PERB noted the PBA’s complaint was a “noncontract grievance,” and under the terms of the contract the “final disposition of past practice grievances” was left to the Village Manager. Accordingly, PERB concluded, “... the language in the ... [negotiated] grievance procedure vests the village with the right to continue or discontinue past practices in its discretion.”
ARTIFICIAL INTELLIGENCE IS NOT USED, IN WHOLE OR IN PART, IN THE SUMMARIES OF JUDICIAL AND QUASI-JUDICIAL DECISIONS PREPARED BY NYPPL
Subsequent court and administrative rulings, or changes to laws, rules and regulations may have modified or clarified or vacated or reversed the decisions summarized here. Accordingly, these summaries should be Shepardized® or otherwise checked to make certain that the most recent information is being considered by the reader.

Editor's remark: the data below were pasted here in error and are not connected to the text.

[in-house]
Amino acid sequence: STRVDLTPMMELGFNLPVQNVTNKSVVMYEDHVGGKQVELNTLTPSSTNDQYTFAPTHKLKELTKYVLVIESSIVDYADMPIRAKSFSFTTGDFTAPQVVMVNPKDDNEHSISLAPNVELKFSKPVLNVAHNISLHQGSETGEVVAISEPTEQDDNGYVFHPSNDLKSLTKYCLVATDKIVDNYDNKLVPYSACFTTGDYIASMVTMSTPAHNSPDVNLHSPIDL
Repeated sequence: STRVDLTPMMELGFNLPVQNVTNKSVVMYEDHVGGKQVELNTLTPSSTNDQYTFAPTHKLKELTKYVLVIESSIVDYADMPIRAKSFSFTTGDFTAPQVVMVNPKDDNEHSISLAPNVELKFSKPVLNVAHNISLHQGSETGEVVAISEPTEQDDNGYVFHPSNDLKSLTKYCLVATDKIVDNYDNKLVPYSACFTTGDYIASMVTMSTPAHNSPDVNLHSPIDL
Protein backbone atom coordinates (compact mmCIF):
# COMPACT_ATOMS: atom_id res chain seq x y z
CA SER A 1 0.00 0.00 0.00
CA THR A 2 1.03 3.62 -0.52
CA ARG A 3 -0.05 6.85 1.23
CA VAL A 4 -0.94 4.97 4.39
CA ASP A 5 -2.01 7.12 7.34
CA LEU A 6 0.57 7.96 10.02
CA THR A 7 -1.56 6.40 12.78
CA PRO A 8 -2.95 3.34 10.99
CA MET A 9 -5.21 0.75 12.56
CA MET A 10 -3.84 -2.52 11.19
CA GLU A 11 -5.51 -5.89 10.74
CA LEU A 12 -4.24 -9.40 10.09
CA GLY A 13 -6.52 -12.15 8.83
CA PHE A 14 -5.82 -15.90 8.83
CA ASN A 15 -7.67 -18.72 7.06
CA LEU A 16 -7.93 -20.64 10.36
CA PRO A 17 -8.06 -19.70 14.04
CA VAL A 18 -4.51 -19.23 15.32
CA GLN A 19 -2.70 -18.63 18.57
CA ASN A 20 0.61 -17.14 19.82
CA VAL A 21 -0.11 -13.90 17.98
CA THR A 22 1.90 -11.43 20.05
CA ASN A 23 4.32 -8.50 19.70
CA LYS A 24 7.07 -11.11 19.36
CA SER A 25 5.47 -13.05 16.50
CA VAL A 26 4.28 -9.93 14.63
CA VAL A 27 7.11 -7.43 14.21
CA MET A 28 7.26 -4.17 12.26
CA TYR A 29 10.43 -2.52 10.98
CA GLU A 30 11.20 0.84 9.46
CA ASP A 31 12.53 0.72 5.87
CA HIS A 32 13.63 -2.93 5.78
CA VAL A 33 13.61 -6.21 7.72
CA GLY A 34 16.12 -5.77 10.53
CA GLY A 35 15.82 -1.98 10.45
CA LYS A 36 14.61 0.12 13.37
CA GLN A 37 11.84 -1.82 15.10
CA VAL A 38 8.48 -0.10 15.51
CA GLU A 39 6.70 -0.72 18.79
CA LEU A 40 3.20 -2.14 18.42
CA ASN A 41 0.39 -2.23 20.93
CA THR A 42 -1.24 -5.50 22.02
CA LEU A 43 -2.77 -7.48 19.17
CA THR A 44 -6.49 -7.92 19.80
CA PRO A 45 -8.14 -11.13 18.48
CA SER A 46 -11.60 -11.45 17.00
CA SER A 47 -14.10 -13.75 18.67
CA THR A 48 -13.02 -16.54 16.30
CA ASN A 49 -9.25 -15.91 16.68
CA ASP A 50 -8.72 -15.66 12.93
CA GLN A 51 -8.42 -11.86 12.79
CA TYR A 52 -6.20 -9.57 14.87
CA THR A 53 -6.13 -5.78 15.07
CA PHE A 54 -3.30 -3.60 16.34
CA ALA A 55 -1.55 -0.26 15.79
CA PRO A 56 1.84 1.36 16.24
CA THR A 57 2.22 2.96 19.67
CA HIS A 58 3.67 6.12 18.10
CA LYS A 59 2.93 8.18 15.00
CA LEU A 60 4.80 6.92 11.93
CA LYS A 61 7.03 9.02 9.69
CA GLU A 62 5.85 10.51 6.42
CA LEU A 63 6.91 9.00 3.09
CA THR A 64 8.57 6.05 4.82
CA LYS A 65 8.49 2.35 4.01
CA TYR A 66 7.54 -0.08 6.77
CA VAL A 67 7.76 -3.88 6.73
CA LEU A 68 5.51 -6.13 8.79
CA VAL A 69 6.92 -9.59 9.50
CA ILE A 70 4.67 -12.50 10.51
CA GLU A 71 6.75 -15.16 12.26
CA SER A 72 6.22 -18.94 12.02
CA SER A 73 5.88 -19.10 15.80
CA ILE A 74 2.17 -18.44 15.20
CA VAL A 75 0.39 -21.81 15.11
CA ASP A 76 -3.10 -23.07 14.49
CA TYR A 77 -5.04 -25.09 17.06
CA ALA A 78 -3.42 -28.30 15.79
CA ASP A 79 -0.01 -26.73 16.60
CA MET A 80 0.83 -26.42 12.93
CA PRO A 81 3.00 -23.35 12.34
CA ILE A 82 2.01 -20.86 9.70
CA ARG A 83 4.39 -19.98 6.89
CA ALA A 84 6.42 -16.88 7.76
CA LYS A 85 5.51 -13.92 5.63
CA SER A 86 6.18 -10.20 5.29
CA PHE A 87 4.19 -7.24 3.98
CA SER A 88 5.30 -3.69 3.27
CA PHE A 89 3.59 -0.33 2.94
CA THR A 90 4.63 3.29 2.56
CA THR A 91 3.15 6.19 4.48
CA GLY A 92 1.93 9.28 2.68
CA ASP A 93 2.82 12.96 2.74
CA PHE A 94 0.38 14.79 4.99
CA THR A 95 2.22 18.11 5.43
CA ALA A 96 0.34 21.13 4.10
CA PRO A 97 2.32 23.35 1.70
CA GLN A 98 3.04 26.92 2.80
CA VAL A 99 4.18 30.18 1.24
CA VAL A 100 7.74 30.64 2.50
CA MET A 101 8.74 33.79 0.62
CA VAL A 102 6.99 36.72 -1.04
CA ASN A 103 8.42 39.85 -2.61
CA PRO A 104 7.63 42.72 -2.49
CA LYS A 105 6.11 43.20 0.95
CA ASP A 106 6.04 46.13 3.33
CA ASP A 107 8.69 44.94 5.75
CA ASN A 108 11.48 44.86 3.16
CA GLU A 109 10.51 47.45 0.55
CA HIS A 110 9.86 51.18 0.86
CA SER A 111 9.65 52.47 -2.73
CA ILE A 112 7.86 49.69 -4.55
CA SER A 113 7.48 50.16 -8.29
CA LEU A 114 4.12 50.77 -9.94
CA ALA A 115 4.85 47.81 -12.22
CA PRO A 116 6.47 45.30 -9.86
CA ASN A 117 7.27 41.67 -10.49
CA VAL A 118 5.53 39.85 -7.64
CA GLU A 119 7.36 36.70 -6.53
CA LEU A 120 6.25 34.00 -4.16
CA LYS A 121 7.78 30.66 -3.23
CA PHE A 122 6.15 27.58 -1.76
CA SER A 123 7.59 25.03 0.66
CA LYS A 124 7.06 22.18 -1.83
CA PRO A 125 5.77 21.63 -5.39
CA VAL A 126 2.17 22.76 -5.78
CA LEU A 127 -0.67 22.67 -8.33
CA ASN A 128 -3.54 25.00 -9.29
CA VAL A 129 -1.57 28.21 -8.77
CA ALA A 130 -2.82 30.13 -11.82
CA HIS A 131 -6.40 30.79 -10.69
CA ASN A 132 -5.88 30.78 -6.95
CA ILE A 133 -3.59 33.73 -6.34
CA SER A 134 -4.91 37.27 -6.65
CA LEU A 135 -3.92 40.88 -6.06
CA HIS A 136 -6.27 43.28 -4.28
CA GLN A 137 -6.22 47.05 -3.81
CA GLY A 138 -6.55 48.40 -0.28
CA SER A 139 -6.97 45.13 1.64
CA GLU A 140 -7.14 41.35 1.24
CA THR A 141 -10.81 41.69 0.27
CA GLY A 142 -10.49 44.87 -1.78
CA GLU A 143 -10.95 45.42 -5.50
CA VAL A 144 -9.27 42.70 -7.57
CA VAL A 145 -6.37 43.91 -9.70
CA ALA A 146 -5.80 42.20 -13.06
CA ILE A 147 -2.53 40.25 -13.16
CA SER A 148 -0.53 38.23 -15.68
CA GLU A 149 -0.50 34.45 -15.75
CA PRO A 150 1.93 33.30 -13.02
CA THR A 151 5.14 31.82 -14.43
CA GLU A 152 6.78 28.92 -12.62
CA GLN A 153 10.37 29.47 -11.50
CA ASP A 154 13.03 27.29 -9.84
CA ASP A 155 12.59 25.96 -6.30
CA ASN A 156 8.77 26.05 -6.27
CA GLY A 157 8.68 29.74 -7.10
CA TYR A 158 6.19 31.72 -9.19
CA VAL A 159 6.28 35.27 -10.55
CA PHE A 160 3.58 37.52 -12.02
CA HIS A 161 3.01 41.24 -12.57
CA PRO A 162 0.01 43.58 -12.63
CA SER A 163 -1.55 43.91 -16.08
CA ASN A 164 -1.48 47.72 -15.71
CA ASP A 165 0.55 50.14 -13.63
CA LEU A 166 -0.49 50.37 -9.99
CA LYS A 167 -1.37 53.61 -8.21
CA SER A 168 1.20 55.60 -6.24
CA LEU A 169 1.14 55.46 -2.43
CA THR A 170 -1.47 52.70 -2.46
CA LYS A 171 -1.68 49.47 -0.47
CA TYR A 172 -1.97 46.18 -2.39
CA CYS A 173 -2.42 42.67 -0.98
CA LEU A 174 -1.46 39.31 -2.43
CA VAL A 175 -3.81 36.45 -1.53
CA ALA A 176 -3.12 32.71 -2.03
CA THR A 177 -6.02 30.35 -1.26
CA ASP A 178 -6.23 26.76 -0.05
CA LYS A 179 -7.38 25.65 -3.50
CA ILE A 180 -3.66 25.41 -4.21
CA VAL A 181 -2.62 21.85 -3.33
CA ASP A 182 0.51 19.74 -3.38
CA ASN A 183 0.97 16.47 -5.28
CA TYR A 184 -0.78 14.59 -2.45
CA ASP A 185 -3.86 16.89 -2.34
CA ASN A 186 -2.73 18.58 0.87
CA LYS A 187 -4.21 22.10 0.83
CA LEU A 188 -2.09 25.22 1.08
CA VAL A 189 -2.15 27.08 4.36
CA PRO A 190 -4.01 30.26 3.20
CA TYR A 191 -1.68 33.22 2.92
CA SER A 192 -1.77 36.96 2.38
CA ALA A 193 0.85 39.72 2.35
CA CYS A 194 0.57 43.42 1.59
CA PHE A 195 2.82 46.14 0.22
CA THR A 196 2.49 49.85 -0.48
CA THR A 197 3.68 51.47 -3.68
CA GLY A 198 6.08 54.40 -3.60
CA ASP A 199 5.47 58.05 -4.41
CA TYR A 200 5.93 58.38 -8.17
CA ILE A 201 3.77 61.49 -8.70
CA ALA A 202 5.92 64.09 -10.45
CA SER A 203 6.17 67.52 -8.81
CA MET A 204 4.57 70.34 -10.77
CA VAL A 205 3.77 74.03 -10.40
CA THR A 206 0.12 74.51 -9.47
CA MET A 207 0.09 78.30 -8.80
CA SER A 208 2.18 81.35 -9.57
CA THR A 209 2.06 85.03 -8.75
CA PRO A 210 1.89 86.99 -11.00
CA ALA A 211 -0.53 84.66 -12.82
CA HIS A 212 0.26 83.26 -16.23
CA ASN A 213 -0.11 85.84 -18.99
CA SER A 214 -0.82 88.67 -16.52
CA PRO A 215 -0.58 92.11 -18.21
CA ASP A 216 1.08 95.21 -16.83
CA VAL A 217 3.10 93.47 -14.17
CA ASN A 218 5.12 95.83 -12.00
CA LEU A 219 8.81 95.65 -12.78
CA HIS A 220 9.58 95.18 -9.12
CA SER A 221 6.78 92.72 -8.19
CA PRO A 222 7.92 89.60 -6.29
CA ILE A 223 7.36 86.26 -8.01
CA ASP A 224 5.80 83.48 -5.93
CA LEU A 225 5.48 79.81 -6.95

THE MATERIAL ON THIS WEBSITE IS FOR INFORMATION ONLY. AGAIN, CHANGES IN LAWS, RULES, REGULATIONS AND NEW COURT AND ADMINISTRATIVE DECISIONS MAY AFFECT THE ACCURACY OF THE INFORMATION PROVIDED IN THIS LAWBLOG. THE MATERIAL PRESENTED IS NOT LEGAL ADVICE AND THE USE OF ANY MATERIAL POSTED ON THIS WEBSITE, OR CORRESPONDENCE CONCERNING SUCH MATERIAL, DOES NOT CREATE AN ATTORNEY-CLIENT RELATIONSHIP.
New York Public Personnel Law Blog Editor Harvey Randall served as Principal Attorney, New York State Department of Civil Service; Director of Personnel, SUNY Central Administration; Director of Research, Governor’s Office of Employee Relations; and Staff Judge Advocate General, New York Guard. Consistent with the Declaration of Principles jointly adopted by a Committee of the American Bar Association and a Committee of Publishers and Associations, the material posted to this blog is presented with the understanding that neither the publisher nor NYPPL and, or, its staff and contributors are providing legal advice to the reader and in the event legal or other expert assistance is needed, the reader is urged to seek such advice from a knowledgeable professional.
Copyright 2009-2024 - Public Employment Law Press. Email: firstname.lastname@example.org.